Beware of dangerous malware posing as harmless Android apps

The Google Play Store continues to be the target of malware attacks. Several applications posing as useful tools have infected more than 300,000 Android devices, giving hackers access to vital personal information.

Much like the recent Joker malware, these apps seem to be genuinely useful at first glance. Fitness trackers, QR code scanners, and cryptocurrency trackers are tools that many of us will have downloaded in the past without giving it much thought. They even work as advertised, so users are unlikely to suspect malicious intent.

However, over time, these apps can be used to access huge amounts of personal data from the target device. This includes official documentation and banking information, which means that these apps can even be used to steal money from the unsuspecting user.

As cybersecurity firm ThreatFabric reports, Google has cracked down on the use of permissions to access Android devices in recent weeks. But hackers quickly adapted by making their malware more sophisticated. Instead of containing a large amount of malicious code that can be detected immediately, the malicious application gradually introduces it by asking for more and more permissions over time. Ultimately, this can provide the app with almost total control over your device.

How to protect yourself from Android malware

This malware attack serves as a final reminder of the dangers of apps downloaded from the Play Store. While this is still the safest place to download Android apps, some are malicious and can cause significant damage to your device.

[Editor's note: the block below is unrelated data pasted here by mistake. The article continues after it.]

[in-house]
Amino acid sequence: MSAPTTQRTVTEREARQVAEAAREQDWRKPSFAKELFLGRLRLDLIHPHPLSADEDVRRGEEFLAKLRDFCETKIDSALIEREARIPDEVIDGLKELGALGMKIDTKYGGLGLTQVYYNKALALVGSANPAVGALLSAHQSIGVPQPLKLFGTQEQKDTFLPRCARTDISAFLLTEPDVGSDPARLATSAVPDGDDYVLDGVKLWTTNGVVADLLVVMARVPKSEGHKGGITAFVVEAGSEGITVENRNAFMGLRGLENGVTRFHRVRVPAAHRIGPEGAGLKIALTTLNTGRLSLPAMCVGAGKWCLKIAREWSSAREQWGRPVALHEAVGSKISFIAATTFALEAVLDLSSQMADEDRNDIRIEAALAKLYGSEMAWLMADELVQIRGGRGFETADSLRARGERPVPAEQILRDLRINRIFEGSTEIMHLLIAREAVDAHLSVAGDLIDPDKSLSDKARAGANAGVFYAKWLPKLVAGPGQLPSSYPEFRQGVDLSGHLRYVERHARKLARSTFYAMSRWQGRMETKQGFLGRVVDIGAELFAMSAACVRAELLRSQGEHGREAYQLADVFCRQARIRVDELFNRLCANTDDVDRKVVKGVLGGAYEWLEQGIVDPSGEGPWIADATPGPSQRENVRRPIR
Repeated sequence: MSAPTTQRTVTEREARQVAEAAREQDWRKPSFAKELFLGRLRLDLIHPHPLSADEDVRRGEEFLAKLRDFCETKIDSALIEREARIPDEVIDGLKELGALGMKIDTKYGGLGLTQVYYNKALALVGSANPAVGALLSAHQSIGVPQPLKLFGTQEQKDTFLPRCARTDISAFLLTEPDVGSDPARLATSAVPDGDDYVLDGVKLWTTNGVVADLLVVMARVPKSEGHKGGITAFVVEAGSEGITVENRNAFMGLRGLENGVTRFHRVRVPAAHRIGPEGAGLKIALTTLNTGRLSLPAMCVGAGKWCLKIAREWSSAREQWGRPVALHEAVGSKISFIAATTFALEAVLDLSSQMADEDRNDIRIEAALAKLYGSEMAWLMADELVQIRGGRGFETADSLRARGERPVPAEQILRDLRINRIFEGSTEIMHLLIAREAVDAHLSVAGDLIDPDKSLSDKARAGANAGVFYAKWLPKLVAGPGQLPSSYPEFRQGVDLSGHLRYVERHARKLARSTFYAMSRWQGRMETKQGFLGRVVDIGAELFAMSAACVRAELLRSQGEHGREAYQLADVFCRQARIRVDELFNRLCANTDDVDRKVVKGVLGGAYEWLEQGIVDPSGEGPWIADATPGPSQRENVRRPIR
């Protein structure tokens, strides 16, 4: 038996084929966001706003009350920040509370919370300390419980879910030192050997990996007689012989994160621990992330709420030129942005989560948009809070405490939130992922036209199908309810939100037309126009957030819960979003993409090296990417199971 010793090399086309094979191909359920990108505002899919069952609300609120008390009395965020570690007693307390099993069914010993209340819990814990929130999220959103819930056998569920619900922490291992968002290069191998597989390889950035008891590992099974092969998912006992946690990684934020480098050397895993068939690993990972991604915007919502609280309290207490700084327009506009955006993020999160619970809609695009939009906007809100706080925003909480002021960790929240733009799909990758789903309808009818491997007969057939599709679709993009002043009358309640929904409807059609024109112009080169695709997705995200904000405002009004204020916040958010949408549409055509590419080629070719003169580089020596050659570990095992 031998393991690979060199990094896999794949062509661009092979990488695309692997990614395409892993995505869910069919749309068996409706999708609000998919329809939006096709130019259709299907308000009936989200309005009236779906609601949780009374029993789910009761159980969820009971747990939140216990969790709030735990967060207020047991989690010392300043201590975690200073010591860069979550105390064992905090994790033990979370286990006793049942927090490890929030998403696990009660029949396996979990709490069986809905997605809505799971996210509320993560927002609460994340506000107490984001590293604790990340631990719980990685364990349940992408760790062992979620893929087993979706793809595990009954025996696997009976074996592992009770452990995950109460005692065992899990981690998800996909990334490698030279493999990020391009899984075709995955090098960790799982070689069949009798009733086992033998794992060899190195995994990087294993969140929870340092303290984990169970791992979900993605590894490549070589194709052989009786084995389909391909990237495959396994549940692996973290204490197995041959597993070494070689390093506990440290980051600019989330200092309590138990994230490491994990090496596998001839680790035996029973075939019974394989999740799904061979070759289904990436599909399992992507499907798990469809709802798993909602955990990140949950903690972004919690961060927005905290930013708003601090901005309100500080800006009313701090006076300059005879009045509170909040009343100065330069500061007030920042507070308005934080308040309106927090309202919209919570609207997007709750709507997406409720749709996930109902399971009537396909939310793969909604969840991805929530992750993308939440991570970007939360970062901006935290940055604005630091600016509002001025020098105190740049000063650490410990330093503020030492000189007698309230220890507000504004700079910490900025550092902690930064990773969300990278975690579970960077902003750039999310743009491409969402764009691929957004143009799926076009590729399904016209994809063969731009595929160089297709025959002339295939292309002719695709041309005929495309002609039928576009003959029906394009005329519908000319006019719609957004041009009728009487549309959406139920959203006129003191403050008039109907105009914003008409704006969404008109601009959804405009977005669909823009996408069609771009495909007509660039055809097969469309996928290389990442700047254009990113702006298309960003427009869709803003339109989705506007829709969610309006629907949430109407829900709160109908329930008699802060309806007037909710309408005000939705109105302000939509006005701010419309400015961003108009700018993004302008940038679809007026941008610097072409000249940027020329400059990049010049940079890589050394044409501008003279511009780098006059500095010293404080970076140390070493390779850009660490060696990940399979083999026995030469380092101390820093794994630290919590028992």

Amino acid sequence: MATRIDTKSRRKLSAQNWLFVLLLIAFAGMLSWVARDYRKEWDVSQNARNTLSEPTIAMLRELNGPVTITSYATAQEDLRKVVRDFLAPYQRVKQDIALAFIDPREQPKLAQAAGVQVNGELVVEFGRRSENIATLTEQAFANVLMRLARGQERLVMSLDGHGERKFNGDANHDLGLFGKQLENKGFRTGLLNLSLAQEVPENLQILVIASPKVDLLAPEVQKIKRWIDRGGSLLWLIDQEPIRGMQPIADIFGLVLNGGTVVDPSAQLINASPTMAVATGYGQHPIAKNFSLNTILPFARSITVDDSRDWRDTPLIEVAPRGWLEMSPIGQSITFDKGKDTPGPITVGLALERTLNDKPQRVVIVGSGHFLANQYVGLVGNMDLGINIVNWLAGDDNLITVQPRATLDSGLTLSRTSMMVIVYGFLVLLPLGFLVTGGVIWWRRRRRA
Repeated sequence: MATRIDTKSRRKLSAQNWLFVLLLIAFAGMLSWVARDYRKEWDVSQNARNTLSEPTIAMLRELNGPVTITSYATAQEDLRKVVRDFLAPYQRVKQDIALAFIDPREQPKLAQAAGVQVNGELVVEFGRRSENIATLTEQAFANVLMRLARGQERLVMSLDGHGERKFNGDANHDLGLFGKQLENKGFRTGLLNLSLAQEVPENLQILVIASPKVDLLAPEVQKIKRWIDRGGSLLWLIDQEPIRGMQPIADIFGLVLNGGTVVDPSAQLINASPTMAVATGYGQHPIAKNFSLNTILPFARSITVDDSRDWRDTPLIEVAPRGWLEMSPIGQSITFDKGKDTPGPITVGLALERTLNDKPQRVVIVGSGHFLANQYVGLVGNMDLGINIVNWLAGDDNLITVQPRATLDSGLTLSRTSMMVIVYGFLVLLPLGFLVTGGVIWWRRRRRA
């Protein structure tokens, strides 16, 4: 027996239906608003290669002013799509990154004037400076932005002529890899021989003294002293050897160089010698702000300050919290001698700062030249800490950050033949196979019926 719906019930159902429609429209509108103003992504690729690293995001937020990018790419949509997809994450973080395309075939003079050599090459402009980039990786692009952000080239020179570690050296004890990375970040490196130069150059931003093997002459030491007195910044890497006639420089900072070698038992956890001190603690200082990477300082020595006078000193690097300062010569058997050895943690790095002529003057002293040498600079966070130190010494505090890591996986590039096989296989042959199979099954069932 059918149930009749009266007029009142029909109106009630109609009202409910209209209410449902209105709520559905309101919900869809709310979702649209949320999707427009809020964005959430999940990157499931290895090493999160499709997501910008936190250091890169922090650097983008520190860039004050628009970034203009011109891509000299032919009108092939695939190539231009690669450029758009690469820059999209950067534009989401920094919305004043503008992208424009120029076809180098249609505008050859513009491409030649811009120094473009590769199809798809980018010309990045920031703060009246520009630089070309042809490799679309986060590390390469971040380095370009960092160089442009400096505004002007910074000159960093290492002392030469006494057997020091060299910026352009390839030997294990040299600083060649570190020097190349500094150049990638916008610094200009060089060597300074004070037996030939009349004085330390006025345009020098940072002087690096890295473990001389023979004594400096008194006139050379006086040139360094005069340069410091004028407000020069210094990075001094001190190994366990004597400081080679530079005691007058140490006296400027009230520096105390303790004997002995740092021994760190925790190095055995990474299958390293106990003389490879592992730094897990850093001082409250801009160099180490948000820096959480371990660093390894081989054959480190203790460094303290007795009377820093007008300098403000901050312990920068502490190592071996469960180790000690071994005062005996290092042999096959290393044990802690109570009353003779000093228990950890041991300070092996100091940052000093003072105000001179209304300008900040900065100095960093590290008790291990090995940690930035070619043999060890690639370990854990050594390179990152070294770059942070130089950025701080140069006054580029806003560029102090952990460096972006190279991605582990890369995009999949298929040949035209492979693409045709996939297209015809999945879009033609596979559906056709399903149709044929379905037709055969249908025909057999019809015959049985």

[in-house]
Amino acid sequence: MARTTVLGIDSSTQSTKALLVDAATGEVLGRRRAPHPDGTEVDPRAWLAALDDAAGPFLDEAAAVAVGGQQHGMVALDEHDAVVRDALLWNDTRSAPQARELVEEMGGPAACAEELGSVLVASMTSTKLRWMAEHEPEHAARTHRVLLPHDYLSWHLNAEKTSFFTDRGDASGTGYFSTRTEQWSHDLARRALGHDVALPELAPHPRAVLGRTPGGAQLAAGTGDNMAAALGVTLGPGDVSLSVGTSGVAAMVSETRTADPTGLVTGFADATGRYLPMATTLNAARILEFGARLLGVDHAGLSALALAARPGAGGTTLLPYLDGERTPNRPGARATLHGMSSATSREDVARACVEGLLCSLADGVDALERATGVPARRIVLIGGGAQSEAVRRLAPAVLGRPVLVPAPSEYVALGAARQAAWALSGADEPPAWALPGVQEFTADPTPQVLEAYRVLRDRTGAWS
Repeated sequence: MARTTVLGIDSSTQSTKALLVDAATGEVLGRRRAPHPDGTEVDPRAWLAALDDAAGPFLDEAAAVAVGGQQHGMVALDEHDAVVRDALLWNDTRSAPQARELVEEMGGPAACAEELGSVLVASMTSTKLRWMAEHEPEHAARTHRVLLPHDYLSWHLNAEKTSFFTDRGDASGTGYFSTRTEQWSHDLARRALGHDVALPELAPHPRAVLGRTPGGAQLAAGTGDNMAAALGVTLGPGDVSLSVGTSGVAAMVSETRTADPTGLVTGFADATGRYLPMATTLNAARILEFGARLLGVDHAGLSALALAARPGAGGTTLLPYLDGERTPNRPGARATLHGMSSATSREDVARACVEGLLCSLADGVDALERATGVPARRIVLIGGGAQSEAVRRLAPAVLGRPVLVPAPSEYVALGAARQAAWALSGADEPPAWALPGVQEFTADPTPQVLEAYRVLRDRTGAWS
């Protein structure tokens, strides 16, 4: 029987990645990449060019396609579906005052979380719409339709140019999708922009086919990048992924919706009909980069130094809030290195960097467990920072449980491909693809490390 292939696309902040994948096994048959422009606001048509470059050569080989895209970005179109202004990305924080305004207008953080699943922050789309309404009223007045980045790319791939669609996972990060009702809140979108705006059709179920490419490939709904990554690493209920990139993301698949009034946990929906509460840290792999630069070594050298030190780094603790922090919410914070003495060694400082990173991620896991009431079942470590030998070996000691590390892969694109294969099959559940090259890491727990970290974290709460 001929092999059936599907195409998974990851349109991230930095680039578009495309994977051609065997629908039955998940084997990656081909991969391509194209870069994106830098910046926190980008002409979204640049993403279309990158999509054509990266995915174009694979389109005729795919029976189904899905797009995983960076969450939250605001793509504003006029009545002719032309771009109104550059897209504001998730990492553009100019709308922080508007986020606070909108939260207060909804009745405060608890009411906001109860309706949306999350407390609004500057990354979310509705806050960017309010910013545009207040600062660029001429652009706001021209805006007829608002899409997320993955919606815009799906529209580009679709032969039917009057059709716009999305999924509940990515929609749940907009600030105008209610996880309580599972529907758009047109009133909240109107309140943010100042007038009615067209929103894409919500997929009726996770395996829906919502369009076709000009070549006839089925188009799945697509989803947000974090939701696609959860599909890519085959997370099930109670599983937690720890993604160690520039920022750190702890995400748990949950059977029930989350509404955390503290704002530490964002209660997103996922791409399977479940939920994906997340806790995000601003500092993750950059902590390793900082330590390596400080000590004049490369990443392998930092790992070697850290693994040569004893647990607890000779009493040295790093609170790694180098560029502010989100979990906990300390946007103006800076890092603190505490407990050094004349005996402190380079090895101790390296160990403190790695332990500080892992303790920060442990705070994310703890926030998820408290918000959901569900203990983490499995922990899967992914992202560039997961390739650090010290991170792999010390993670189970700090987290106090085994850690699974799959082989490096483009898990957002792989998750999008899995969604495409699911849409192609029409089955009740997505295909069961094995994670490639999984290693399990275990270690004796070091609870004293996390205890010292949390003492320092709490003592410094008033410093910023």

However, there are several steps you can take to avoid unintentionally installing malware on your device. The first is to check the reviews in the Play Store itself. A low rating or many negative reviews are a red flag, as are almost exclusively positive reviews with reviews that seem generic or robotic. Apps with more downloads are generally more reliable, but that’s not always the case. Likewise, an app without reviews is not necessarily malicious.

It’s also worth sticking with well-known apps from established developers, whenever possible. If the name of the provider doesn’t ring a bell, search for it online before downloading it. For anything that has already been downloaded, go to settings and regularly review the permissions you grant to specific apps.

This last tip is probably the most important. Make sure you download effective antivirus software, which can scan every new downloaded app and continuously monitor it for any suspicious activity. There are a lot of free options out there, but some of the best antivirus software can be installed on all of your devices.

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